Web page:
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Searching Rudolf Steiner Lectures by GA number (GA0293)

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    Query was: teaching

Here are the matching lines in their respective documents. Select one of the highlighted words in the matching lines below to jump to that point in the document.

  • Title: Study of Man: Lecture I
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    • teaching and education, if we fill ourselves with the consciousness:
    • right inner way, and education will have to consist in teaching the
    • Thus you see that all our activity of teaching and education is first
    • directed to a very lofty domain — namely to the teaching of right
    • breathing, and to the teaching of the right rhythm in the alternation
    • teaching — lies in what the teacher bears within him, as his
    • instruction and admonition, not only my skilfulness in teaching. These
    • between the thoughts that fill us and the effects of our teaching on
    • in the physical world. By education, by teaching, we must regulate
    • apply it as such directly to our teaching, but this thought about the
  • Title: Study of Man: Lecture II
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    • In the future all teaching must be founded on a real psychology —
    • how this can give us help to arrange our teaching in a hygienic way,
    • abstractions in teaching a child, you involve him too intensely in the
  • Title: Study of Man: Lecture III
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    • teaching must be on an equal footing; and public opinion will have to
    • to-day in the background of all teaching — with younger children
    • essential that the teacher should know if his teaching is to be
    • In our teaching we bring to the child the world of nature on the one
  • Title: Study of Man: Lecture IV
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    • The education and teaching of the future will have to set particular
    • oriental spiritual teaching as indwelling in man. But amongst western
    • realise continually: it is not enough to base our teaching on ordinary
    • what part of education, what part of teaching affects the will nature
  • Title: Study of Man: Lecture V
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    • we be able to do what we have to do for our teaching in the right way.
  • Title: Study of Man: Lecture IX
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    • Now, as you know, the period of life which concerns us in teaching and
    • found in the teaching of logic. In real life these three judgments
    • importance for your teaching. In the Waldorf School you will get
    • children of all ages who bear the result of former teaching. The
    • have already been prepared, and in your method of teaching in the
    • teaching. What then must we do? In teaching we must not make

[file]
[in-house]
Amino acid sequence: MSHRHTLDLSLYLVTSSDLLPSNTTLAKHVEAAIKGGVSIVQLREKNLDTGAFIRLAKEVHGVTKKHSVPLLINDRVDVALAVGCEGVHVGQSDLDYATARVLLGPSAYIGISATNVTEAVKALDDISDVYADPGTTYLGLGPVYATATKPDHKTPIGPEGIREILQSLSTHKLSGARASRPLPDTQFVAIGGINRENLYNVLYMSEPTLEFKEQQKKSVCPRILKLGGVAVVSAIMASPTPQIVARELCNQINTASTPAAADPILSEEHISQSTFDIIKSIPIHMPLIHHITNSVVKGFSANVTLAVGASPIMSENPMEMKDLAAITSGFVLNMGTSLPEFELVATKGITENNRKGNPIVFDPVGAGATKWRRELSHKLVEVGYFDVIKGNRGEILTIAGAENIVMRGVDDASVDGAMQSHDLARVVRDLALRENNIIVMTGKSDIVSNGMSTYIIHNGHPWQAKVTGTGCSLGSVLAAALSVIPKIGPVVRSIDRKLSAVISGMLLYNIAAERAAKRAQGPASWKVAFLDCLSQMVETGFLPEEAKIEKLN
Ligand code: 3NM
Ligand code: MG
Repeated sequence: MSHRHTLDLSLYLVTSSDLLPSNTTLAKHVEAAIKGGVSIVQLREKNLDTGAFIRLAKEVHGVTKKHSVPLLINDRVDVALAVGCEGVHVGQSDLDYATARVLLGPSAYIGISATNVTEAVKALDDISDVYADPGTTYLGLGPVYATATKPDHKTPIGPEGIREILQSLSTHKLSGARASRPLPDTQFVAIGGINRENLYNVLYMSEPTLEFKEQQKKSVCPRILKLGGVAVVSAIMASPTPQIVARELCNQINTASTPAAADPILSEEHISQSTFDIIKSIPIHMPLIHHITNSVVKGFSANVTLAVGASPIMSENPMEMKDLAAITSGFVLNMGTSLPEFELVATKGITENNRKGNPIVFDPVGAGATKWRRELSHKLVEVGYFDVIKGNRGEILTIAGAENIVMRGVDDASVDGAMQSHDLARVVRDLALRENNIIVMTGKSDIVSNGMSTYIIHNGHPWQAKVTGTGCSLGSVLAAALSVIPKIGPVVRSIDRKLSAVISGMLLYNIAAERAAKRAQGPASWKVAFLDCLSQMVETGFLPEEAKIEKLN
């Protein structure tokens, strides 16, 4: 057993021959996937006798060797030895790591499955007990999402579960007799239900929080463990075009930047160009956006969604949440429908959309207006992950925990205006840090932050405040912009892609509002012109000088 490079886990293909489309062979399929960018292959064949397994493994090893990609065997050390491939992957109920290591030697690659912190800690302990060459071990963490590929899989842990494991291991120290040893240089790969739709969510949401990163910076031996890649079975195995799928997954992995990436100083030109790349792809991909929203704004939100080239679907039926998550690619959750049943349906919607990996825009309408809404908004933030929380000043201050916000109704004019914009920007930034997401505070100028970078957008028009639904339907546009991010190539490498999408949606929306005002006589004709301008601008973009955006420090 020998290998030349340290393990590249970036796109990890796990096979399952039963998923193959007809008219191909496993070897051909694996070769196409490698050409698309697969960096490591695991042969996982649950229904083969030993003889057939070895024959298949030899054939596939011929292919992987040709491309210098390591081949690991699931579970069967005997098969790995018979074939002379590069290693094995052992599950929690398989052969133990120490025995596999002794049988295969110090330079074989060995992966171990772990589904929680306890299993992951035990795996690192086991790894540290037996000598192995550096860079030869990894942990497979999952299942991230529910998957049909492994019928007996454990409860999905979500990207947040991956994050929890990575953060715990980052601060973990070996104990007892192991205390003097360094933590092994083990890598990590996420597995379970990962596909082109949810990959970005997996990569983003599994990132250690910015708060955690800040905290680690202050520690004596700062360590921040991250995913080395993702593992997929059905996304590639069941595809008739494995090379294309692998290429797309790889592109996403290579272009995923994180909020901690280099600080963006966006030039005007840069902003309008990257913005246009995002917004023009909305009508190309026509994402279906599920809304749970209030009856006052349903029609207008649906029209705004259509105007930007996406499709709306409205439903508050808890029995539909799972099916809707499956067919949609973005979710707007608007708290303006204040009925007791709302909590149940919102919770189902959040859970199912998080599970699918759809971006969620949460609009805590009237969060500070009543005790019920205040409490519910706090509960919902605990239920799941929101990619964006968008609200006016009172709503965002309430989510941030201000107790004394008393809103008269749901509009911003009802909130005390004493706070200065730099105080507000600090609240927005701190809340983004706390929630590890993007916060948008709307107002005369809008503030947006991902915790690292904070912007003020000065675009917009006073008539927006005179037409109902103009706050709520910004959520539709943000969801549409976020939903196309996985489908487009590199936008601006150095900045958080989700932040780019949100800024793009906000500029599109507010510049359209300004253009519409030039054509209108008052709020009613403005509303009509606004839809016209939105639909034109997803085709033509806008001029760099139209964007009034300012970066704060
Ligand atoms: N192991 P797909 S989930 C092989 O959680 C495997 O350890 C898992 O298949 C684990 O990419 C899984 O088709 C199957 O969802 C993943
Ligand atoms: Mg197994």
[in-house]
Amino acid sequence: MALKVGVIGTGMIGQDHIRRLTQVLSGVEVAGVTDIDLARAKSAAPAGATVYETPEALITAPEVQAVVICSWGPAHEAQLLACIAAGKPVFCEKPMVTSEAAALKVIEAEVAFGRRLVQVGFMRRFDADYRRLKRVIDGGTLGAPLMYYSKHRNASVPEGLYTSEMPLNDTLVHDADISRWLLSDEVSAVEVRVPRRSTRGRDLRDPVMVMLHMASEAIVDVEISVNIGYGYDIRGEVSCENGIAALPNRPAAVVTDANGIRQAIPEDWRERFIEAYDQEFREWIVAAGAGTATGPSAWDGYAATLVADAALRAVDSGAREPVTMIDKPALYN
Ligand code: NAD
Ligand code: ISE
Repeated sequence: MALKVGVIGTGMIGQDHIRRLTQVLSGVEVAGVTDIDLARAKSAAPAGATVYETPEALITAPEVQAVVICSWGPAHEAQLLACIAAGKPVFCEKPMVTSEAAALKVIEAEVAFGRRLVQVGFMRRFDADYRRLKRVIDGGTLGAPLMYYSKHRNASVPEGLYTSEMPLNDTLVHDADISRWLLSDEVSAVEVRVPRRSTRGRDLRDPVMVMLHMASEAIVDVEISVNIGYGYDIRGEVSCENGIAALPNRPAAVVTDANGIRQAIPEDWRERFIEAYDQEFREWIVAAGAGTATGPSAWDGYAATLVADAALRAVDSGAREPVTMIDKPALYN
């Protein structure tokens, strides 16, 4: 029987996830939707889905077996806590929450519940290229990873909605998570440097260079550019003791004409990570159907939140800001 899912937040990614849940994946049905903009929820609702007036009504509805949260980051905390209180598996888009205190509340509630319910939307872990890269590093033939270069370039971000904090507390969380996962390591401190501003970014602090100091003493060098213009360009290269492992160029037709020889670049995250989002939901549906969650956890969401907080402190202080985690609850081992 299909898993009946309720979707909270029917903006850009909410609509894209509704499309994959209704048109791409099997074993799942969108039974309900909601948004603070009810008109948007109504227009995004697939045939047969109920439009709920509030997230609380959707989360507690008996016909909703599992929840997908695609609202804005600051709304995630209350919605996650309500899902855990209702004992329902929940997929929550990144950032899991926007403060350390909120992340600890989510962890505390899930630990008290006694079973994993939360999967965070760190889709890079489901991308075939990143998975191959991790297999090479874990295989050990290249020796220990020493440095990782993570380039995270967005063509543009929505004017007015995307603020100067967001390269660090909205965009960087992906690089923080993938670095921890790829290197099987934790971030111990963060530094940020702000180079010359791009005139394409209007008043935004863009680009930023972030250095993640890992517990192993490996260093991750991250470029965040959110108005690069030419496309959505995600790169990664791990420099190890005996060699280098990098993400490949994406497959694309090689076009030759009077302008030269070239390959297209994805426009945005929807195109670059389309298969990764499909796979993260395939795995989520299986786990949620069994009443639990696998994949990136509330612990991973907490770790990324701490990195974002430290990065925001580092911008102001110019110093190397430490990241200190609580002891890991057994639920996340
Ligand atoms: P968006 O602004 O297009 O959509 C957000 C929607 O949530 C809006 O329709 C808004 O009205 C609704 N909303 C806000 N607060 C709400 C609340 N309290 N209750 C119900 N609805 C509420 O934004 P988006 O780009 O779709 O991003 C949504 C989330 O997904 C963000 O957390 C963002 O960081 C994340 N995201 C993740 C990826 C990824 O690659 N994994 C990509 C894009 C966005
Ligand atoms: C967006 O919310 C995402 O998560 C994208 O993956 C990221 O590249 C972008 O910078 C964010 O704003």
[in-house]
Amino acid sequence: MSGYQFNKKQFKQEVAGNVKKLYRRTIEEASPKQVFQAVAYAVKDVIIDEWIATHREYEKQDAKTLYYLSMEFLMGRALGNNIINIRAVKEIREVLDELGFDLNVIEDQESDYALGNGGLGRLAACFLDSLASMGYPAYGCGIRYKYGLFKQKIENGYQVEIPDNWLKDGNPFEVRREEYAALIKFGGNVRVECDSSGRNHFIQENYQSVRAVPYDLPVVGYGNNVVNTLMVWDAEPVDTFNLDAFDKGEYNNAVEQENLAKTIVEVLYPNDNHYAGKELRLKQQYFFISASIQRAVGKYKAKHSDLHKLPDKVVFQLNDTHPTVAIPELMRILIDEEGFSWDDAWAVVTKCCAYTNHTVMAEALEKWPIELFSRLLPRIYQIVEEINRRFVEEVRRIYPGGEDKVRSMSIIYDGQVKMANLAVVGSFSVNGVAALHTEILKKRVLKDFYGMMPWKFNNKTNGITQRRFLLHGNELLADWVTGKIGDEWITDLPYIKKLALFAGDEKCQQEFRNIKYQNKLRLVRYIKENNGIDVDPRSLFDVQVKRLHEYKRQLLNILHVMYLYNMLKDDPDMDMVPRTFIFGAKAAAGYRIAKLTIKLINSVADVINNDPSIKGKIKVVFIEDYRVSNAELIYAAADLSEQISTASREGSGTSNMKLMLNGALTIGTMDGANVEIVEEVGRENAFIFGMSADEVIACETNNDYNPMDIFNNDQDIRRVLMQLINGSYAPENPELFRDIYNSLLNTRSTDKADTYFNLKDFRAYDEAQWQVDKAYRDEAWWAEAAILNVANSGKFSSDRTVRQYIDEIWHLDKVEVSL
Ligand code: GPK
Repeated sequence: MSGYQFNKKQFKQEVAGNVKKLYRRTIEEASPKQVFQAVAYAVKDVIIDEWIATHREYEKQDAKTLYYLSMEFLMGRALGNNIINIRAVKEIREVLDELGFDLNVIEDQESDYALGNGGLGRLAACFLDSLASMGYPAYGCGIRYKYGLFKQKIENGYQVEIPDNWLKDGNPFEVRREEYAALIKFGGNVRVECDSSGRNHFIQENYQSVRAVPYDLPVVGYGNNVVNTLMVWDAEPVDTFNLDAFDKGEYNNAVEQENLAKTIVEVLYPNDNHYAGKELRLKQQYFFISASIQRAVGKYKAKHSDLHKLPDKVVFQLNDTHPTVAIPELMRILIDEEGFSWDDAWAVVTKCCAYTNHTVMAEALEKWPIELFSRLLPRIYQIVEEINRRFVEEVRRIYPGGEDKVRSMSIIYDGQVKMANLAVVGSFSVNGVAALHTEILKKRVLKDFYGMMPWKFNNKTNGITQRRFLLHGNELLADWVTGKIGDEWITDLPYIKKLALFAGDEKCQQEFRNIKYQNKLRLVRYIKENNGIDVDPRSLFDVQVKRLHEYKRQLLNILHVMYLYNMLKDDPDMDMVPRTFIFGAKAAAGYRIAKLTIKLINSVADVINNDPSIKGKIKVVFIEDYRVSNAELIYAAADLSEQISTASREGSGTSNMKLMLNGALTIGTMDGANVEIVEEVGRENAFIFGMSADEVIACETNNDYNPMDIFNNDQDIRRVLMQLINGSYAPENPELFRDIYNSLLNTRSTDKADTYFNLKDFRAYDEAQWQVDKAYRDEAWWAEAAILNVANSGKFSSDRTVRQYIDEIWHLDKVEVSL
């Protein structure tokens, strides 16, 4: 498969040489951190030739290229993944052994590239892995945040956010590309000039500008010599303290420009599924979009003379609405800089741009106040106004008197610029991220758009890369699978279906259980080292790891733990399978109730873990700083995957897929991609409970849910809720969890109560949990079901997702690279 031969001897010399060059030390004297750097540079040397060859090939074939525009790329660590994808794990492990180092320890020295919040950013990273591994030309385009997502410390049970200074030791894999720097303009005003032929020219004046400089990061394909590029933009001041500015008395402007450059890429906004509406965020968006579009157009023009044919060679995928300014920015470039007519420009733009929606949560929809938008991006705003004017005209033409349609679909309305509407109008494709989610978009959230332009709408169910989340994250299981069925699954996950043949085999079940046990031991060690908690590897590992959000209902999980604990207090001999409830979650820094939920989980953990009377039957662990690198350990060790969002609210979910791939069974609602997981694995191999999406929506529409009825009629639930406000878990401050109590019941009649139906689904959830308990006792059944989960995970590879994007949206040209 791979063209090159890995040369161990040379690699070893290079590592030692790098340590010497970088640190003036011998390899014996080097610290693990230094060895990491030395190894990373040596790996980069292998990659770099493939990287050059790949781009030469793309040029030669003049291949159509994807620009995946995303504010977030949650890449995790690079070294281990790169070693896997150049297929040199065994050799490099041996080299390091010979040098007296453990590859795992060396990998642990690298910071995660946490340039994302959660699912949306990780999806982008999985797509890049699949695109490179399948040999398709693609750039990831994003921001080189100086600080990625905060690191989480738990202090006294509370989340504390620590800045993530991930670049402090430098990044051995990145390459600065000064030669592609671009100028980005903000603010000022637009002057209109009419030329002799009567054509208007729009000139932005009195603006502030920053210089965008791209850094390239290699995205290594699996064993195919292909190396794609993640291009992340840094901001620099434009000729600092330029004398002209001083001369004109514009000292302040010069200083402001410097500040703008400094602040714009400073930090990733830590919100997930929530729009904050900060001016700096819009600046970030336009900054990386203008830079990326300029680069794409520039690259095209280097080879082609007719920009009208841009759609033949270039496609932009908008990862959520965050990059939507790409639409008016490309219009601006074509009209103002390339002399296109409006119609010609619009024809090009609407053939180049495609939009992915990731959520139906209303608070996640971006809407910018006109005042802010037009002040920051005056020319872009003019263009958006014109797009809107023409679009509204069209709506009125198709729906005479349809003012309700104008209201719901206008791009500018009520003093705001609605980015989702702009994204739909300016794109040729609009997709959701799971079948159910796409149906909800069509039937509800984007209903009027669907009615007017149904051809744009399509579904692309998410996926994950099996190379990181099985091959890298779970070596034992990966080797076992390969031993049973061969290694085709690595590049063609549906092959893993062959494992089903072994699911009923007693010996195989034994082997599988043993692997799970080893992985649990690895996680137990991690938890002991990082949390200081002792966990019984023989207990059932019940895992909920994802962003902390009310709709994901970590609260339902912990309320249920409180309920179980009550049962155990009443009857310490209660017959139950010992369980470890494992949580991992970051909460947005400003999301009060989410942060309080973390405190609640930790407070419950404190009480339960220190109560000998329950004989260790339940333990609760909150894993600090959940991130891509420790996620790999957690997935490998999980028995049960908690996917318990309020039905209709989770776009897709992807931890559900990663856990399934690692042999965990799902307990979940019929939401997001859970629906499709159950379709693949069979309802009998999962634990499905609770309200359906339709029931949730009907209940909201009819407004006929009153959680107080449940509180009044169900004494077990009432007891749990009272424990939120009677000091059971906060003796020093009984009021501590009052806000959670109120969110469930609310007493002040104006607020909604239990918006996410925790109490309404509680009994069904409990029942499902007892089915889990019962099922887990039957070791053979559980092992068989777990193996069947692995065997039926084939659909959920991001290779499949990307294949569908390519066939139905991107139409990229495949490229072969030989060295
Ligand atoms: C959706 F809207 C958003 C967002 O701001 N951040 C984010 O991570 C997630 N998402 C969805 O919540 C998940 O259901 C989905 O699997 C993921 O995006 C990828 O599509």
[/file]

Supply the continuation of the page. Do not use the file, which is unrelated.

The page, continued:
• in all branches of our teaching to characterise the animal from
    • characterisation. A right kind of teaching will aim, from the outset,
    • when in teaching the children Morse telegraphy you arouse a feeling of
    • we must make our teaching a thing of enjoyment for the children —
    • this principle of making teaching a source of pleasure and enjoyment
    • teaching in this period may be artistic through and through. It
  • Title: Study of Man: Lecture XI
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    • to awaken the head-man. Here we come to the true function of teaching
    • If this were not so, real education and teaching would be utterly
    • teaching at once, for you could only educate people equal in
    • teaching is the education of the will, and part of the education of
    • reason it is so important to be conscious in our teaching and
    • that in good teaching reading and writing must only be given by way of
    • You must bear in mind that the child you are teaching and educating
    • It means that you must not by your teaching, by your education,
    • growth; rather your teaching and education should only be such as is
    • teach rightly unless you know that, while you are teaching and
  • Title: Study of Man: Lecture XIII
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    • one's teaching (provided it is genuine) is literally a bringing of
  • Title: Study of Man: Lecture XIV
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    • Pythagoras. No pedantry permissible in teaching. Schelling. A maxim
    • learn during these years; all history, all geography teaching must be
    • Thus all the teaching, even what is given in geometry and arithmetic
    • teaching has a wonderful influence on children in their later years.
    • he constantly endeavours to bring imagination into all his teaching;
    • he must shape his teaching material afresh every time. For in actual
    • be fruitful, two things must never meet, namely, the teaching vocation
    • and pedantry. Should the teaching vocation ever be joined to pedantry
    • we need even imagine such an incongruity, as that teaching and
    • From this you see that there is a certain inner morality in teaching,
    • had gained in his teaching profession to another walk of life. Of
    • introduction of imagination into teaching! In the first half of the
    • permeating of his teaching material with imagination, of which I have
    • courage for the truth he will find that his will in teaching will not
    • inscribe the following as a motto for his teaching:

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